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American flags featuring 47 stars, commemorating New Mexico’s entry into the Union, are rare. This example was discovered in a Salem, Mass., attic by Kaminski Auctions. New Mexico was declared a state on Jan. 6, 1912, just five weeks before Arizona’s entry.
Kaminski Auctions discovered a very rare 47 star American flag celebrating New Mexico’s entry into the Union. Recovered from an attic in Salem, Mass., this well-preserved 47 star wool and muslin American flag is one of a few 47 Star flags ever made. New Mexico was admitted to the Union as the 47th State Jan. 6, 1912, followed by Arizona, as the 48th State, only five weeks later.
In the short time before Arizona’s admission to the Union, only a few 47 star flags were made and distributed. The Flag Act of 1818, states that “… on the admission of every new state into the Union, one star be added to the union of the flag; and that such addition shall take effect of the fourth day of July then next succeeding such admission.”
But on July 4, 1912, the official flag design jumped from 46 to 48 stars, and therefore, there was never an “official” 47-star flag signifying New Mexico’s sole admission to the Union.
There are only a few other public institutions that hold the 47-star flags. These include the Almagordo Museum of History in Almagordo, New Mexico, the Palace of the Governors in Santa Fe, New Mexico, the Fort McHenry National Monument and Historic Shrine in Baltimore, Maryland and the Smithsonian Institution in Washington DC.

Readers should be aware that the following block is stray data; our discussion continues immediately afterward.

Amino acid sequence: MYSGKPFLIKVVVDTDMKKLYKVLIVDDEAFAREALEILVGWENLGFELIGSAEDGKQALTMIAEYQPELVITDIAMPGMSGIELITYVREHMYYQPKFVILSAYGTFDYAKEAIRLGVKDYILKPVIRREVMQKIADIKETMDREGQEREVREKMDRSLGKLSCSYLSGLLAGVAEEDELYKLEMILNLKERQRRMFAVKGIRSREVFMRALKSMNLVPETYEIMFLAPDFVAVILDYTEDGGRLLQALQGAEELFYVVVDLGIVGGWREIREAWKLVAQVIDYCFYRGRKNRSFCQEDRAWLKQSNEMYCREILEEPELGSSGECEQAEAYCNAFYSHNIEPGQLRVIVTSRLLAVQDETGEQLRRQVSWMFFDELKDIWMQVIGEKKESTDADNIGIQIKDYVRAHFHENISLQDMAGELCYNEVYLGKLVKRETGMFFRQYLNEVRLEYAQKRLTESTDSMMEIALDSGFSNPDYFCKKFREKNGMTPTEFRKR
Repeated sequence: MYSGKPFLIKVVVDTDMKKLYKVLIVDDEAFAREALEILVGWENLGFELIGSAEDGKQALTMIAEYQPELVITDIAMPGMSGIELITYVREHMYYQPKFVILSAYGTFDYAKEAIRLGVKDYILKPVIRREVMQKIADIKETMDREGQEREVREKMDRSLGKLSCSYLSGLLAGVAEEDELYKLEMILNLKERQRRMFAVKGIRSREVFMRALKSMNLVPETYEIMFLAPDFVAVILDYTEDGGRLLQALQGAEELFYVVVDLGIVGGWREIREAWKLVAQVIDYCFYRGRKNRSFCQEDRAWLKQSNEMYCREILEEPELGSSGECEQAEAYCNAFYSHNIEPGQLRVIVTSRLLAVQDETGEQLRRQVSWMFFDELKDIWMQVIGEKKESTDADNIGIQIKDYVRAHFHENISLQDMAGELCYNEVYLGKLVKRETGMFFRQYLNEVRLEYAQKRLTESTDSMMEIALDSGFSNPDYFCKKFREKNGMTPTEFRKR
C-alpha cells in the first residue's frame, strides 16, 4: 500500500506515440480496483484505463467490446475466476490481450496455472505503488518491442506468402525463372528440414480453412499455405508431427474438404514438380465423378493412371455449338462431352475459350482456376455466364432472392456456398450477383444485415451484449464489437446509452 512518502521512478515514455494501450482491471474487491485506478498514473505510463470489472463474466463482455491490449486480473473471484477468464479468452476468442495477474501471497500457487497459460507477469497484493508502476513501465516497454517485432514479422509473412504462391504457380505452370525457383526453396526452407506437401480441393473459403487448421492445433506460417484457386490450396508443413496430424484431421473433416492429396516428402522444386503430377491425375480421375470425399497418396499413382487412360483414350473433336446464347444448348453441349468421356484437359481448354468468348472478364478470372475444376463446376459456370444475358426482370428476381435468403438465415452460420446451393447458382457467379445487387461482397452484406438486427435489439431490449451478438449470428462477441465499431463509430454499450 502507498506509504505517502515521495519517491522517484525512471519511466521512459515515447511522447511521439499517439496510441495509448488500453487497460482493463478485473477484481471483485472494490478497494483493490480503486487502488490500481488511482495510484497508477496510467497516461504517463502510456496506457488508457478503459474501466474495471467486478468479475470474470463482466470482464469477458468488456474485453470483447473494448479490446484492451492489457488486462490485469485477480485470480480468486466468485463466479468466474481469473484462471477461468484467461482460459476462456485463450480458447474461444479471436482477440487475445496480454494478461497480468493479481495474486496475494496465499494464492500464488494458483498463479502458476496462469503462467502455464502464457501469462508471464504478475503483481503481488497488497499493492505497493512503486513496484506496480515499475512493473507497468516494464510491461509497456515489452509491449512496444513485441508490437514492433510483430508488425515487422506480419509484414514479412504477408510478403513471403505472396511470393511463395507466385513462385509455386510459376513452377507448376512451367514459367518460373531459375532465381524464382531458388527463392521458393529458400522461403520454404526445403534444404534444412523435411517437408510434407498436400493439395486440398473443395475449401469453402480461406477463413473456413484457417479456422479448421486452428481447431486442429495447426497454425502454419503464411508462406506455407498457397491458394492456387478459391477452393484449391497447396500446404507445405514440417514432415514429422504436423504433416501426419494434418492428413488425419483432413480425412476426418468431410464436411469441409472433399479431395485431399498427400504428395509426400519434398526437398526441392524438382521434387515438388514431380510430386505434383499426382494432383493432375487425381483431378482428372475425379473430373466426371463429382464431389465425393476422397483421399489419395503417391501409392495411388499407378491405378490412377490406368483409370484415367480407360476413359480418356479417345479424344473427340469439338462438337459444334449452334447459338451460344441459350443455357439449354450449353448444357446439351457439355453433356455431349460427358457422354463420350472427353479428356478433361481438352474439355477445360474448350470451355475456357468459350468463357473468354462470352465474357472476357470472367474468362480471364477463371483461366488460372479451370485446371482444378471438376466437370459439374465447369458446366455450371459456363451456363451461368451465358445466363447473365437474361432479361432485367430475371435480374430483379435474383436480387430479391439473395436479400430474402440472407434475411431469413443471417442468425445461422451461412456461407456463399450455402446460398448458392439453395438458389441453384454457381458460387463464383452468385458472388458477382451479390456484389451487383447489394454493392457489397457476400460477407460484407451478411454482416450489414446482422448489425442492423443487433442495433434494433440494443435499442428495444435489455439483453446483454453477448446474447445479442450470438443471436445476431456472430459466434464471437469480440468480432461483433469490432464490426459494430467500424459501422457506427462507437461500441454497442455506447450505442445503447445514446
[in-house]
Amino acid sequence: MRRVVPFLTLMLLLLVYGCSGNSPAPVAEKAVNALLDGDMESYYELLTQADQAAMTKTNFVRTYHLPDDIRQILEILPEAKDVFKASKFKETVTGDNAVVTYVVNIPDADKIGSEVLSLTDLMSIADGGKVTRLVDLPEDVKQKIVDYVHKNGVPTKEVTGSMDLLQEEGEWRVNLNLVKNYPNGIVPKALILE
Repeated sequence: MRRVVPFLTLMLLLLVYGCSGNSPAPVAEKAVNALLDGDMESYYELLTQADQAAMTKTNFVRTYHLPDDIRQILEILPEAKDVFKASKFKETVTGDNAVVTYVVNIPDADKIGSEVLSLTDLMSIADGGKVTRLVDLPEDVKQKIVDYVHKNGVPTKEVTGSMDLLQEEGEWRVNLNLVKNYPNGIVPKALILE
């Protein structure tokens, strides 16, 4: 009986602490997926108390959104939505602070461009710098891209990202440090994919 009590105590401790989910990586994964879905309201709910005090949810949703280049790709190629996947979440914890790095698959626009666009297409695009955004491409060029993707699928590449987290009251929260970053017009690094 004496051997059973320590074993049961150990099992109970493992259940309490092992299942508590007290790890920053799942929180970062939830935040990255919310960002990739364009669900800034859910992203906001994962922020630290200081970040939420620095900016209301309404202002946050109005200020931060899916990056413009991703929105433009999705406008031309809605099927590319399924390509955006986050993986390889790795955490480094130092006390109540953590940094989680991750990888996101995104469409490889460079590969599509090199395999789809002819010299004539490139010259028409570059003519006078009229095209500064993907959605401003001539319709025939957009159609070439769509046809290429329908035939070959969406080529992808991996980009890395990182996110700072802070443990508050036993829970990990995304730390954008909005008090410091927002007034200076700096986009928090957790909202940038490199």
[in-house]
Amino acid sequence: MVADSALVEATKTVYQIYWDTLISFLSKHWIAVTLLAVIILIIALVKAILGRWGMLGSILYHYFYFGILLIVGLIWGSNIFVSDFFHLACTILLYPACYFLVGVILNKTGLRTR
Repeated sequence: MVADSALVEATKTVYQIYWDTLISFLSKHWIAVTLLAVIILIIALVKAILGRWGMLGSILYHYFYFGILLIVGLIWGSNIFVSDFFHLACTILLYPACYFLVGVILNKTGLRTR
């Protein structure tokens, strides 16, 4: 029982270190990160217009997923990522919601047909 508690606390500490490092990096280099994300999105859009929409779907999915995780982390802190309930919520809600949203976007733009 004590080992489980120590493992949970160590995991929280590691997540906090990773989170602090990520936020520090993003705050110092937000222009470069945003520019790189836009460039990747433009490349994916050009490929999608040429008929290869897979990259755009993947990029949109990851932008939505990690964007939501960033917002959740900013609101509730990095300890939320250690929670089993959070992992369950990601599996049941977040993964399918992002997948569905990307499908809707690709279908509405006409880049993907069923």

In the past 10 years only a few examples have come up at public auctions, including a fine example offered at Sotheby’s New York in 2005. The flag is in extremely good condition with machine-sewn double canton of worsted wool with hand-sewn and hand-appliquéd stars made of cotton muslin. In addition to its general rarity it has two interesting features that make it even more of an outstanding piece of Americana. It has an unusual star pattern on the double-sewn canton: 8,8,8,7,8,8.
Other known examples feature a much different pattern. This rare flag of New Mexican statehood also has a label on the completely preserved hoist/sleeve. It reads “Standard New York” featuring a flag waving from right to left. The flag measures 8 feet 9 inches in width and 5 feet in height.
To learn more about the flag, offered in Kaminski Auction’s End of Summer Country Auction starting at 10 a.m. Sept. 17, 2011 under the tent at 564 Cabot Street, Beverly, Mass., visit Kaminski’s website.
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